|"When author Scott Zesch found out that his extremely eccentric great uncle Adolph Korn had been captured by the Indians in the Texas Hill Country in 1870, he became determined to find out more. This is the story of not just Korn but other child captives who became "Indianized", resisting attempts to re-introduce them to white society.
Adolph Korn was ten and a half when he was captured by Apaches one day when he was out by himself tending sheep, in a pasture near the present-day of Castell, Texas. When his brother Charlie reported that he'd been taken, of course Adolph's parents were extremely upset. Over time, his father would go so far as to ride to San Antonio to report the kidnapping to military authorities. The word would go as far as the commissioner of Indian Affairs in Washington, D.C. Some small search parties did go out, but they failed to find any trace of Adolph who would be taken to Oklahoma.
In Oklahoma, the Apache who captured Adolph traded him to a resident of the Quahada Comanche village for a horse, a pistol, and a few other things. Over time, Adolph adjusted to Comanche life, learning to ride, hunt, make weapons and fight. Adolph actually took part in some raids on white settlements in Texas, stealing horses. By this time he liked Quanah Parker, who was a half-white war leader whose mother had herself been captured by the Comanches.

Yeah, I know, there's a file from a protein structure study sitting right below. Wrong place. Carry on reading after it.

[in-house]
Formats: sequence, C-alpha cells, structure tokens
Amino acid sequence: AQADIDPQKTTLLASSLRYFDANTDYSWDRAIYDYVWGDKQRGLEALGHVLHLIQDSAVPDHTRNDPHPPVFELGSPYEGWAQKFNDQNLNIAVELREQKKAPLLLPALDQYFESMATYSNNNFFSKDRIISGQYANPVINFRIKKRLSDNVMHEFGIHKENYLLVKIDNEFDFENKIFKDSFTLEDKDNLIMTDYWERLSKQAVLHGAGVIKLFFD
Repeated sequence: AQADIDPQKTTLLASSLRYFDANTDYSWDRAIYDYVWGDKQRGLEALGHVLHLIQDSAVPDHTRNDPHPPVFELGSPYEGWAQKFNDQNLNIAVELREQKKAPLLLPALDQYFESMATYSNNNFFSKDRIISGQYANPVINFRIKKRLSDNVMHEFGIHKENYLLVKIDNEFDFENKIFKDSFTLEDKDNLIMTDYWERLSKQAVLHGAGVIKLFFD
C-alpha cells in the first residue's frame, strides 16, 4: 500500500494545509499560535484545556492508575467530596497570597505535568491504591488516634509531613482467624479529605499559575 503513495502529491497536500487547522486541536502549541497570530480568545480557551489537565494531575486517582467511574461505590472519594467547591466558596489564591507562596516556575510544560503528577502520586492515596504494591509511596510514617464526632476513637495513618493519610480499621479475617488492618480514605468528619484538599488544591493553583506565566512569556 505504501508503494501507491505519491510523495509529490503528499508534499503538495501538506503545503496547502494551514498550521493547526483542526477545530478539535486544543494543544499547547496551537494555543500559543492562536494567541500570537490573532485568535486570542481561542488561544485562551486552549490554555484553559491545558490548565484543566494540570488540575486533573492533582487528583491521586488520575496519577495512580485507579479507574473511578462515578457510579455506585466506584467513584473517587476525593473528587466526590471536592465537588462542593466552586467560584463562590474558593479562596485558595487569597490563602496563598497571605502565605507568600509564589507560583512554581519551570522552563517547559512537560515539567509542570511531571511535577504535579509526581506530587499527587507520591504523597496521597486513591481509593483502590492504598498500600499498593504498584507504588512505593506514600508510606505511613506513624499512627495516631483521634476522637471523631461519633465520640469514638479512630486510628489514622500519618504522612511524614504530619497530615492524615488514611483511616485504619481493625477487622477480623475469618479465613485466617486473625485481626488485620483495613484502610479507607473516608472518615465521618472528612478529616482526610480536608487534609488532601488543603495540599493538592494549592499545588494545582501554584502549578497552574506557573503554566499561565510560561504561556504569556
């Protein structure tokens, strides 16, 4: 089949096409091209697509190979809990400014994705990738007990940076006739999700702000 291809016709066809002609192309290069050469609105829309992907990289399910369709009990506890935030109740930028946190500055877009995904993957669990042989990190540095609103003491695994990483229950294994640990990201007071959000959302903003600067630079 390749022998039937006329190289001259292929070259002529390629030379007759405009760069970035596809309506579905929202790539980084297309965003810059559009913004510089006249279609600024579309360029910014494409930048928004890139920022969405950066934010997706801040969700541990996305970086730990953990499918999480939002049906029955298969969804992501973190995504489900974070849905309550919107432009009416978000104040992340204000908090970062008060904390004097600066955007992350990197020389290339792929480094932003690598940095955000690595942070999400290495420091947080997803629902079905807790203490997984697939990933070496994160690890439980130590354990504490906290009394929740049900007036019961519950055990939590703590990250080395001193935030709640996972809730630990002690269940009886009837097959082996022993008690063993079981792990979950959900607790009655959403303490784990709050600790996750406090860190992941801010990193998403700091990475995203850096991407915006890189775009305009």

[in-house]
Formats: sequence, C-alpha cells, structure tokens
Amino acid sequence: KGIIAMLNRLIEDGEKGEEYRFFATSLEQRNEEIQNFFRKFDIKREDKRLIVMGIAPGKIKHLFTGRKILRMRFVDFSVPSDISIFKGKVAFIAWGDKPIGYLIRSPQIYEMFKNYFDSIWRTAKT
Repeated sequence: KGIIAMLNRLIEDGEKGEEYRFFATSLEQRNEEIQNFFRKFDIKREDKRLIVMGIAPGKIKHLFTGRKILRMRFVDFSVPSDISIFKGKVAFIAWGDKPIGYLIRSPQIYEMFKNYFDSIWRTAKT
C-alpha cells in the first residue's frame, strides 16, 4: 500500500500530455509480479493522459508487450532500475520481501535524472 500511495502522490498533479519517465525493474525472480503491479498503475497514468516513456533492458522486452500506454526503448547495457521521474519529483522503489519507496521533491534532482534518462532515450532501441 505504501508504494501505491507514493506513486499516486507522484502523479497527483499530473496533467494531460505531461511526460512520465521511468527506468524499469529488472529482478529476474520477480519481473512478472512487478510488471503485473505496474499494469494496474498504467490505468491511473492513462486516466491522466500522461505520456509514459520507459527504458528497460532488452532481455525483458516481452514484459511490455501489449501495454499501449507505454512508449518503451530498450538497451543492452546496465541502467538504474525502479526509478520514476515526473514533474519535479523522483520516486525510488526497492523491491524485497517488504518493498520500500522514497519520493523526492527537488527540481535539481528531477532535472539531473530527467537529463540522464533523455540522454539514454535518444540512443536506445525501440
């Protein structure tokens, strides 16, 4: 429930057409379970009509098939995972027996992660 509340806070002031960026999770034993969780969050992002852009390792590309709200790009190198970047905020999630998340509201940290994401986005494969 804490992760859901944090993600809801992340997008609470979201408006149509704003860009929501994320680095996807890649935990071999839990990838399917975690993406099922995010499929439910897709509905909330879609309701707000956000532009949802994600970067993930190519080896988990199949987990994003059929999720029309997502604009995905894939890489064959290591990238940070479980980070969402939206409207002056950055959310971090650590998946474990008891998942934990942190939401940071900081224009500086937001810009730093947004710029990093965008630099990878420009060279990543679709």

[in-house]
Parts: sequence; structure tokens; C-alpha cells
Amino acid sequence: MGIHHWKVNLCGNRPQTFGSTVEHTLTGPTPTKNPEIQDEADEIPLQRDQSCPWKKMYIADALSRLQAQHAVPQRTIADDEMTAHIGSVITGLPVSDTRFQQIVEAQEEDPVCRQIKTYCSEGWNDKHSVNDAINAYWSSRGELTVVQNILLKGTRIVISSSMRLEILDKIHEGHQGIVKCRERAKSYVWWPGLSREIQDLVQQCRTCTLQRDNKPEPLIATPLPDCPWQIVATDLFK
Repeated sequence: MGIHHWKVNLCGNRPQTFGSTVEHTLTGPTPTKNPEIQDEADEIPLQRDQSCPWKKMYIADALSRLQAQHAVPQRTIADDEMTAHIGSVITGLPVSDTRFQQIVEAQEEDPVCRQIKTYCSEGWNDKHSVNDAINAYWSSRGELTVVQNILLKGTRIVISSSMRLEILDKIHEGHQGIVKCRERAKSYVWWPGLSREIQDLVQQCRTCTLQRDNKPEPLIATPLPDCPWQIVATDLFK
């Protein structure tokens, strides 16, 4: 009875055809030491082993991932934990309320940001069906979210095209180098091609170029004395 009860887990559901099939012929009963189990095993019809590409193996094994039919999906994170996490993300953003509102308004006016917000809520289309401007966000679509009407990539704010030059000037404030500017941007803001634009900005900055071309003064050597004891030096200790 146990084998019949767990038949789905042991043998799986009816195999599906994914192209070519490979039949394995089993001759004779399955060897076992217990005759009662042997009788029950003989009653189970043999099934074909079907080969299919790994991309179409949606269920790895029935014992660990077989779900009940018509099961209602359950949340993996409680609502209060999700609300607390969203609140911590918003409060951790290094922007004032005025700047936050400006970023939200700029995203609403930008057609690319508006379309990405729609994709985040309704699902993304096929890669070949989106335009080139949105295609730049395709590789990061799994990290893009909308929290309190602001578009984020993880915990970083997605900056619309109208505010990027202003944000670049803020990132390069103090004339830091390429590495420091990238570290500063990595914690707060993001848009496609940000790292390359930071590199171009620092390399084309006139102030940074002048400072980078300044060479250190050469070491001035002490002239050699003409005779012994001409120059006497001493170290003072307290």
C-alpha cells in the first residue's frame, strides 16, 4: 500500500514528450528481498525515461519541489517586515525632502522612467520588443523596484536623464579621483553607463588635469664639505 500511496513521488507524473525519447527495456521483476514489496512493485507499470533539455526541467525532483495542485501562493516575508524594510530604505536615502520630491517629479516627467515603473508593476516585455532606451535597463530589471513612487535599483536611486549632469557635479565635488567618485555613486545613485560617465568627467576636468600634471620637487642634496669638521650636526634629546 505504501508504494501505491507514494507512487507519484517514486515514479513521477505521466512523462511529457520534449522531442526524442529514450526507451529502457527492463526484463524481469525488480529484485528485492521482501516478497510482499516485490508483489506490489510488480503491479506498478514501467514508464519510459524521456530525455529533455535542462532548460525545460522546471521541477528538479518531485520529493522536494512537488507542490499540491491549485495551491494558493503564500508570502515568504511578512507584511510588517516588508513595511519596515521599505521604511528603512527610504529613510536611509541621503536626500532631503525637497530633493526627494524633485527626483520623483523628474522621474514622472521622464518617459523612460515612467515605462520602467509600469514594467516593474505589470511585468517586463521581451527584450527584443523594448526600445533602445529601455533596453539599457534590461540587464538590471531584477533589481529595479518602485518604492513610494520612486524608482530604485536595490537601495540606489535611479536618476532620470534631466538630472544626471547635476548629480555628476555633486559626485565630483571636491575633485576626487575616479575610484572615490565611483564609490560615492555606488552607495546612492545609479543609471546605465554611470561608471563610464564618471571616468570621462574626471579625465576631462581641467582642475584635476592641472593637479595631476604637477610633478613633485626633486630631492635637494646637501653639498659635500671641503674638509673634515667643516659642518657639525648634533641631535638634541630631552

In 1872, the federal government forced the Comanches onto a reservation. As part of the arrangement, Comanche children, including Adolph Korn, were sent to a boarding school for Native American school near Fort Sill. It was here that Adolph's true identity would be learned. Eventually he would be returned to his parents, against his wishes.
For the rest of his life, Korn would live between the two cultures. As a grown man, he spent years living as a hermit because he felt uncomfortable among his relations and other white people. The other "Indianized" captives - Herman Lehmann, Rudolph Fischer, Temple Friend, Dot and Banc Babb, Clinton and Jeff Smith, and Minnie Caudle - discussed by Zesch would have similar experiences, defending Native Americans and their way of life until their deaths. "
Ann Gaines, Resident Scholar